Our dreams are valuable, both to us and to a world that needs its dreamers more than ever. Most often, our dreams are revealed in quiet moments when our minds are turned off to everyday duties. To get started, close your eyes and simply remember something you always wanted to do as a child. Write about it without thinking of all the reasons it won’t work. Pretend it will. Some people, like Leigh, are good at making their dreams come true. Some people like me, a recovering alcoholic, get off to a late start and have to remember how to dream. It doesn’t matter when you start; only that you start.

Dreams are not just for the lucky, or the brightest of the bunch. They are for everyone. Find your passion. Figure out how it works. Work at it. Believe in your ability to create your own reality. Choose a dream and take the steps necessary to get there. Be practical at  first. You can’t have a farmer’s market booth if you haven’t grown the produce or made your potions first. Expect to fail occasionally, yet do not accept failure. Get up and go at it again. If you can realize even one dream, you will gain the confidence to make other, even bigger ones come true. In the words of one of our most amazing dreamers, “Imagine.”

Apr 20, 2012 - How-To    2 Comments

Write Details

Some say God is in the details. Some say it’s the Devil. That only goes to show that heaven and hell aren’t as far apart as one tends to think. In this photograph, the subjects are  5″ tall or less. Yet, each object is a library of detail. This window looks out (or in) on at least a hundred stories. Looking out, the tale could be about a gardener. Gazing in, the poem might be about a cook. Or the scene could be used for something as simple as illustrating a blog post about capturing detail in your writing.

Detail is like a fact checker. If the writer or artist paints in specific details, we believe them. They couldn’t have made it up;  how that blood red rose is from  the “Men Only” bush out front, so named because the bush was a congratulatory gift from a lover to the writer for a play of the same name. The plant is also called a “knock out” rose, partly for the ease by which you can cultivate it. What is its name; that bird, that tree, that flower over there?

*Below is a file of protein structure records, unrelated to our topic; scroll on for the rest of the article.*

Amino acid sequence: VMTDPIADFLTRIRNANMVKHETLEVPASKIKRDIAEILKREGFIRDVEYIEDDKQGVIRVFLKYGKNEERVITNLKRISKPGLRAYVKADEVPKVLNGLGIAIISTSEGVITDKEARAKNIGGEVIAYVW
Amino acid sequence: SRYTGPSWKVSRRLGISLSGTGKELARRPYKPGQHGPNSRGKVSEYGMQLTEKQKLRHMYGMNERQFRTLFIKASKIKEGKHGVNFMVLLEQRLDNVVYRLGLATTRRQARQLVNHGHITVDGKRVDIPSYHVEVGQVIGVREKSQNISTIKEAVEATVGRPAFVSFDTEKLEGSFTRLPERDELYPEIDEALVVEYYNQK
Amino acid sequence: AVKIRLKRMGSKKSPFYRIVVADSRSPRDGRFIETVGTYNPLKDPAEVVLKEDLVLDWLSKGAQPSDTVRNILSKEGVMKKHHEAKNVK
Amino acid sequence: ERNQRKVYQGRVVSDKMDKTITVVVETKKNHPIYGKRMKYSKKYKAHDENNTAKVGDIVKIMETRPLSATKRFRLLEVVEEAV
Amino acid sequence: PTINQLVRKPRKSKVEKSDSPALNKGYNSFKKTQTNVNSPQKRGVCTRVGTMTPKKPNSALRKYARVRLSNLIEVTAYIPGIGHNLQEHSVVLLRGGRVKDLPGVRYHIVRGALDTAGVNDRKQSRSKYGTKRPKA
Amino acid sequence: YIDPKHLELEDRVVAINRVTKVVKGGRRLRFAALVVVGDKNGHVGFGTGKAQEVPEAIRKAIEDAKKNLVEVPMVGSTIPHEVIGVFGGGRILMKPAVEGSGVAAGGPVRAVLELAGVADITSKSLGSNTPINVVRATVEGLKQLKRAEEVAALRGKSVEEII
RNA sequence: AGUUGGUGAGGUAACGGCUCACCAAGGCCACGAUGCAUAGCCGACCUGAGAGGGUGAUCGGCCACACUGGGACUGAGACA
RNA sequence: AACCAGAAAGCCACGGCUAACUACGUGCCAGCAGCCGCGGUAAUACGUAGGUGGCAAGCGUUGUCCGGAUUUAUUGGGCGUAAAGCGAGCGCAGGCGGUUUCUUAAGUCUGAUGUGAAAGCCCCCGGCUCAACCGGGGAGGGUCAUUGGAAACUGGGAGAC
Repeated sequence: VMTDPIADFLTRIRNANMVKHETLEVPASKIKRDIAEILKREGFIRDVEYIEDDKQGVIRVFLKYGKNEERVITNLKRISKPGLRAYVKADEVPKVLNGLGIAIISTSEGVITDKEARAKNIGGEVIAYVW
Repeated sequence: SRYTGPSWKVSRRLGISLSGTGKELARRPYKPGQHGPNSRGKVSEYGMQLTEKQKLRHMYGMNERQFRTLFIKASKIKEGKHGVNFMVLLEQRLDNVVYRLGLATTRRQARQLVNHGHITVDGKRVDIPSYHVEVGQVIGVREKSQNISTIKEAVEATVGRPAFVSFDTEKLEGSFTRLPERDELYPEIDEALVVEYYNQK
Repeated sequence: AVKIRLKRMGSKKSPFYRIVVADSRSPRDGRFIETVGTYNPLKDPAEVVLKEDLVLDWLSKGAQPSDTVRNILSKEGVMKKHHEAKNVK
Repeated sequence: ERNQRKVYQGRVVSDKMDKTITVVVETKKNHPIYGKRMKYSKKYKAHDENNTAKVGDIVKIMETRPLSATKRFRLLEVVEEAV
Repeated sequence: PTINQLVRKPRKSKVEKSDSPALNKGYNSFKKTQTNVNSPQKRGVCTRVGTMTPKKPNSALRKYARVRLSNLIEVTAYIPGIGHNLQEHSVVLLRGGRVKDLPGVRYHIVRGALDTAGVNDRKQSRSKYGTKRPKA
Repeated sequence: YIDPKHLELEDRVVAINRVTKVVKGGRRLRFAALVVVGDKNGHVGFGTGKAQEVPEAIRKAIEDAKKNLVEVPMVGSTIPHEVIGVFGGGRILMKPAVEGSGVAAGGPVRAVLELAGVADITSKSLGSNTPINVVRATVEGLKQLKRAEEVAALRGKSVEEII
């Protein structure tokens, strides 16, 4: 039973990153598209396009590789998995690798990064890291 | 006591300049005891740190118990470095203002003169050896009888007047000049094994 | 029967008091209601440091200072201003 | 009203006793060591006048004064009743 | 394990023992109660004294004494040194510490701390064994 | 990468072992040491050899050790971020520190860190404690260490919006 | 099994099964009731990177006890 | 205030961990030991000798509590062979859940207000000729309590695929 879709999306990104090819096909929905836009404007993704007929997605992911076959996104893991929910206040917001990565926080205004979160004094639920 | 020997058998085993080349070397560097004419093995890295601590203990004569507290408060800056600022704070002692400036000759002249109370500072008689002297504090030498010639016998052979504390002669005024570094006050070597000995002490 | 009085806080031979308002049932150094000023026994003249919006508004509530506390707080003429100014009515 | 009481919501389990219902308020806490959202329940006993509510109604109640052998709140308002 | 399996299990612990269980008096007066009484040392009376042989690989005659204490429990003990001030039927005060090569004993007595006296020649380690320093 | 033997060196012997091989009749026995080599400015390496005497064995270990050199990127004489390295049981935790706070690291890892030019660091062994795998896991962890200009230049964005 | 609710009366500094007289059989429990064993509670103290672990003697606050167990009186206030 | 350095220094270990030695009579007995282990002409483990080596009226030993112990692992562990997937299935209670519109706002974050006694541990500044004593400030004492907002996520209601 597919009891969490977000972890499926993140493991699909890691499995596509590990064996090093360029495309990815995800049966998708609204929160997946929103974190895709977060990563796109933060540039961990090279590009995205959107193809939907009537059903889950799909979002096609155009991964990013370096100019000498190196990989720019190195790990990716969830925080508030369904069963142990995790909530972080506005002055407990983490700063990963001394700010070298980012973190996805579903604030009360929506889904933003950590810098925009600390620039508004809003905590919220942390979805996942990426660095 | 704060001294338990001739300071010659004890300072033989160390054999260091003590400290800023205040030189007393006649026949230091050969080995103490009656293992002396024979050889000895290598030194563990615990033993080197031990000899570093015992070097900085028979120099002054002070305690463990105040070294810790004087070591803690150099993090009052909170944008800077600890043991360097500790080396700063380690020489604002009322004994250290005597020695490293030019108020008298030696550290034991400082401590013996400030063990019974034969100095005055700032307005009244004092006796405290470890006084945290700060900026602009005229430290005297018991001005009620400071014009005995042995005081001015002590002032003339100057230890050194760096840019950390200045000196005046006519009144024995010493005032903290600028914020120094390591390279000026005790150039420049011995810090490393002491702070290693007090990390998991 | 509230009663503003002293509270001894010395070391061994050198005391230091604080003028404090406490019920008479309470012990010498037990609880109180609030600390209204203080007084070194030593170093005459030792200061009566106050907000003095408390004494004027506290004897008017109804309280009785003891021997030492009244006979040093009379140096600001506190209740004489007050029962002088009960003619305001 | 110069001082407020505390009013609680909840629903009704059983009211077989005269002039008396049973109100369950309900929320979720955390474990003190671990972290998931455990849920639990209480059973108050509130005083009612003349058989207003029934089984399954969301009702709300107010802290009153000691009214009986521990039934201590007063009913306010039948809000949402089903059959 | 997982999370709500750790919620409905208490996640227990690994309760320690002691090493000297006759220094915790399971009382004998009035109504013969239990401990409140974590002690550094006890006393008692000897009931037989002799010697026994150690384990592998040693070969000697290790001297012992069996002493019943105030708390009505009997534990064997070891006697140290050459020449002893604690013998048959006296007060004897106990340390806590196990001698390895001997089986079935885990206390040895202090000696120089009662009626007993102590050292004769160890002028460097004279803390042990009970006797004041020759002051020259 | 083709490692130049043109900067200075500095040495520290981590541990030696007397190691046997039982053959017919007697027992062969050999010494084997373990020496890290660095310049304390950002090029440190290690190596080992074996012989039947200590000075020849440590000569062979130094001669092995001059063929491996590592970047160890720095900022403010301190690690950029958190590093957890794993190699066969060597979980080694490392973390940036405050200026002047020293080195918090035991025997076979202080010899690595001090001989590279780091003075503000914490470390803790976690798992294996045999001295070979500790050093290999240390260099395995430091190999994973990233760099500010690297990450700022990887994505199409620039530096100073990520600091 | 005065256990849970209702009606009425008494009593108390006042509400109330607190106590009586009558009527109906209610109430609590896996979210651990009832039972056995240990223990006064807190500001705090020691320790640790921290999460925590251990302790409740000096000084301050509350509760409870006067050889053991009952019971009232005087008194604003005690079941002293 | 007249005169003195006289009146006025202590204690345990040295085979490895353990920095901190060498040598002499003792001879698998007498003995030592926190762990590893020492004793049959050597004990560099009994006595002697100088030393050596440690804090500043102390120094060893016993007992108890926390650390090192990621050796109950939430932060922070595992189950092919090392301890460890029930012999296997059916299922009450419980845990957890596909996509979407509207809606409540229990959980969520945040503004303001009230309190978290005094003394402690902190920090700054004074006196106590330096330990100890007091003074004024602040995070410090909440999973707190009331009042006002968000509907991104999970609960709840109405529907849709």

The pink rose was a present bought for a loved one’s birthday at Austin’s Zilker Botanical Gardens. Since  the two farmers invite wildlife of every kind to the yard and keep bees, all the roses must be hardy because they can’t use pesticides. Obviously, this is early spring, a good time for roses. The Japanese beetles have not yet attacked them.

The bee vase that holds the roses was purchased in Asheville, NC at a gallery called the Woolworth Walk, so named because all the art is housed in an old Woolworth building. There, you can still sit at a bar, eat a hotdog and drink a coke after touring a wonder world of arts and crafts. The vase was a souvenir bought for the beloved beekeeper.

The fuzzy, bright green mint tells endless stories to every Southerner. You can taste the fresh hint of it in a tall glass of iced tea. You may be sipping the scent through a straw planted in the middle of a mint julep. Mowing sends mint wafting through the yard every time you accidentally clip the edge of the bed. Where does the smell of freshly mown grass mixed with mint take you? Knowing how mint spreads reminds me of how those tiny purple flowers on kudzu vine smell like grapes.